"ALPHABETICAL List of Scotcu BANKRUPTCies and DIVIDENDS, announced in October 1819, extracted from the Edinburgh Gazette.

Gardner, W. East Muir, coal-merchant, and brick SEQUESTRATIONS.

and tile-maker

Graham, J. jun. Glasgow, merchant Anderson, M. and J. Paisley, merchants

Greig, W. Dundee, currier and leather-inerehaat Anderson, W. Glasgow, ironmonger and merchant Hooper, J. and Co. Hutchesontown of Glasgow, Andrew, M. and Son, Glanderston, blechers

brewers Alexander, R. Glasgow, merchant and manufac- Imrie, W.wright and ship-owner, Meckven, Perth turer

shire Auchie, J. and J. and Co. Glasgow, and Dollar, Johnston, W. Pleasance, Edinburgh, grocer and

Auchie, and Co. Kingston, Jamaica, mer- spirit-dealer chants

Macbrayne, D. and Co. Glasgow, manufacturers Balfour, J. Kirkaldy, merchant

Macdonald, N. partner of R, Macdonald and son Carmichael, D. Glasgow, merchant and general a Glasgow, clothiers gent

Macfarlane, T. and A. Bridgton, Glasgow, cottonCarrick, J, Glasgow, china and earthen-ware deal spinners

Macfarlane, D. Glasgow, grocer Eddington, T. and Sons, Phænix Foundery, Glas Macindoe, C. Glasgow, merchant gow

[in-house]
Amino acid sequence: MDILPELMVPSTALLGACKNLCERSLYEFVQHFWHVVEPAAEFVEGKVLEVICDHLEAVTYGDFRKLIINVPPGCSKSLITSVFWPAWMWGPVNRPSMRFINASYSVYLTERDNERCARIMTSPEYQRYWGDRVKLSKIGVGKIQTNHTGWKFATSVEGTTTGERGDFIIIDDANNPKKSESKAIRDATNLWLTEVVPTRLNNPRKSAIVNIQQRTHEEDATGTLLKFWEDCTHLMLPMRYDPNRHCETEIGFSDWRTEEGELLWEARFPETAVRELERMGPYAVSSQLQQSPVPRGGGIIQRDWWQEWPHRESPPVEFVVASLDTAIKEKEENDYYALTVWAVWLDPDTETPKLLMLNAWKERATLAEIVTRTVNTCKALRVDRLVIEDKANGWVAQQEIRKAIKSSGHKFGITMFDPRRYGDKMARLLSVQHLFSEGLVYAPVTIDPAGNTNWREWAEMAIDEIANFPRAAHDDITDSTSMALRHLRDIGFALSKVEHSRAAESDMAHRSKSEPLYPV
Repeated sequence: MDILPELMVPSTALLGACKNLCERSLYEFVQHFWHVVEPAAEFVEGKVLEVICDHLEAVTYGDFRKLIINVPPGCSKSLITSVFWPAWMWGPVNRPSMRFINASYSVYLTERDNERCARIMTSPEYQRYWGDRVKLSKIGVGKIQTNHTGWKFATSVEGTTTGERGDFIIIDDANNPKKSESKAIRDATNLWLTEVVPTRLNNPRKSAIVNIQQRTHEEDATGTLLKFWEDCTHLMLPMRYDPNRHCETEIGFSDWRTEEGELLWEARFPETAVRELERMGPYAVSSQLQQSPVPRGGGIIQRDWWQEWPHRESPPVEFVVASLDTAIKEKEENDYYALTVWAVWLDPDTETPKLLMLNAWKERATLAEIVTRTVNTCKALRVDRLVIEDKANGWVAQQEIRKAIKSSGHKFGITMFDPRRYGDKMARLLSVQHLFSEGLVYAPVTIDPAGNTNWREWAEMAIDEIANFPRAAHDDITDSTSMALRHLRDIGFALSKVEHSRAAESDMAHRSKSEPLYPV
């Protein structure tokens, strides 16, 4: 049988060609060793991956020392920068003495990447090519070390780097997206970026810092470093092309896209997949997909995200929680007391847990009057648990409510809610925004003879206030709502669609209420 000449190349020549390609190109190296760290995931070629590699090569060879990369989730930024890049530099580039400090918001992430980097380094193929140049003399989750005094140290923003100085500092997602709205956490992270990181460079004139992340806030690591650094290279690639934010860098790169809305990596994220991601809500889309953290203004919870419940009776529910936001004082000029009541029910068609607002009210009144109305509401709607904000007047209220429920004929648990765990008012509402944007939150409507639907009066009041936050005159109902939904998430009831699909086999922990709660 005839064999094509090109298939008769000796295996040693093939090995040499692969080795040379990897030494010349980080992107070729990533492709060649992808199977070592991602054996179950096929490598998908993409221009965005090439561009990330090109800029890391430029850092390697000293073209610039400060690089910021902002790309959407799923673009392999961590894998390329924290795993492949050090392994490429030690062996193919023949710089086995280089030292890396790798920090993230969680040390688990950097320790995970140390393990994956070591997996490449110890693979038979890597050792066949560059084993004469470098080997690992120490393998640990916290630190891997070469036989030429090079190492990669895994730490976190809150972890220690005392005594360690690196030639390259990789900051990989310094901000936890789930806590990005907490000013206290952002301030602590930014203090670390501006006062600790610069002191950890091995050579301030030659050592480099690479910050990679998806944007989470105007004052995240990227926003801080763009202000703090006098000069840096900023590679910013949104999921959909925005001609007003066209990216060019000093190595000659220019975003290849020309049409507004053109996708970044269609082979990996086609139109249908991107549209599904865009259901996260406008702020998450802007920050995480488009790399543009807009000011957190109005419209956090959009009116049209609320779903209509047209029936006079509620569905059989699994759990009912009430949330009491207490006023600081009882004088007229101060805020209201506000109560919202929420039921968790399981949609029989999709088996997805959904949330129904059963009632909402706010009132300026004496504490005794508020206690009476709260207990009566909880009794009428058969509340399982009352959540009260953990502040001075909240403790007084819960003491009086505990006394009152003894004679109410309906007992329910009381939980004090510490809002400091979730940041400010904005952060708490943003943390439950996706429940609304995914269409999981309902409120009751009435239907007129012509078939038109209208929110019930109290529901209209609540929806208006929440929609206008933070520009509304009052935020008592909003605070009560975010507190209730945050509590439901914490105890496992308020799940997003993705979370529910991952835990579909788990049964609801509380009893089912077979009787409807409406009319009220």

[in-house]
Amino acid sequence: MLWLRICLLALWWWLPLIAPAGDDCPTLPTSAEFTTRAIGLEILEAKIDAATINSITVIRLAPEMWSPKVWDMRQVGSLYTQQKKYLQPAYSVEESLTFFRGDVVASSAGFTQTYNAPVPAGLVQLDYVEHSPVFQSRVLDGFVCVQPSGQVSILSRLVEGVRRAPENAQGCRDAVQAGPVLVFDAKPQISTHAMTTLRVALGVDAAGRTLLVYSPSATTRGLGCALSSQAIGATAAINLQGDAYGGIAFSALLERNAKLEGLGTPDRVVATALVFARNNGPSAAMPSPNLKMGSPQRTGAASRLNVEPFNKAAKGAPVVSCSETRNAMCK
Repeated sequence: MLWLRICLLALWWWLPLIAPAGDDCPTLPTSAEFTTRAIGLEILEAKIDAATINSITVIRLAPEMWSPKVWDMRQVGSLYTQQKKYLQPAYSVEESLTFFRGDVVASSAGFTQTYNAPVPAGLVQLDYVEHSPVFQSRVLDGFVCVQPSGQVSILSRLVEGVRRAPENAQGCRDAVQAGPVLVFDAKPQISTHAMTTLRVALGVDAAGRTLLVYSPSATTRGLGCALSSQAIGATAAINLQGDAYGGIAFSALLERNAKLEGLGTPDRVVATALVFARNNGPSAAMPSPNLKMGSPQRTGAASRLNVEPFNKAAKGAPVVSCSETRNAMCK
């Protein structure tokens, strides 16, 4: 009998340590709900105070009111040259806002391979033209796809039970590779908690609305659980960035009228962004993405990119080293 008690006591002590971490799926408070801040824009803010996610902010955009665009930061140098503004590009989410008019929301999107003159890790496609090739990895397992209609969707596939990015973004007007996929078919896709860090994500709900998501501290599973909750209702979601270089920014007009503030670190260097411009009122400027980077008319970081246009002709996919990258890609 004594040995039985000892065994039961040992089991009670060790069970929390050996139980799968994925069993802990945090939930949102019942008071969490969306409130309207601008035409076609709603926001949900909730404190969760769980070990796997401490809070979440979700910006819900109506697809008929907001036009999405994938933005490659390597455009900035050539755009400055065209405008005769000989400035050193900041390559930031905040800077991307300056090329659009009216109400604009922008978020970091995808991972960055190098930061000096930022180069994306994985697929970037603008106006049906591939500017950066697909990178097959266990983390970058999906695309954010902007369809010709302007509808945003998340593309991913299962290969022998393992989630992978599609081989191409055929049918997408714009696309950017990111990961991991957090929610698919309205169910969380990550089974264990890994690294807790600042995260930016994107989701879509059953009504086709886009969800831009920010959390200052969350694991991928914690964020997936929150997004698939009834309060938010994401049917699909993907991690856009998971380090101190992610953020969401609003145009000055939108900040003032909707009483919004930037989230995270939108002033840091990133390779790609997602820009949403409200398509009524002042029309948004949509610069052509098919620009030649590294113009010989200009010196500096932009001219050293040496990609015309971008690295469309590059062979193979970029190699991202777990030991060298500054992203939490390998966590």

Mackenzie, G. Perth, buot and shoe maker Ewing, W. Glasgow, cotton-yarn merchant and Maclean, J. Kilmarock, carpet-manufacturer agent

Macnab, J. Dykebar, near Paisley, potatoe mer. Ferguson, T. G. and Co. Greenock, merchants


Menzies, T. Glasgow, vintner

Forbes, W. Peterhead, merchant and ship builder: Morrison and Watson, Glasgow, merchants

by W. Gamack, writer there, Ist Dec. Pollock, A, and J. Paisley, cotton-yarn merchants Smith, J. Aberdeen, merchant; by W. Kennedy Rankine, J. Dundee, merchant

advocate there, 27th Dec. Stark, W. Auchtermuchty, merchant

Speed, G. Perth, merchant; by G. Johnstone, DIVIDENDS.

merchant there, 20th Nov. Brown, M. and Co. Glasgow, manufacturers; by

J. Macgavin, accountant there, 230 Nov.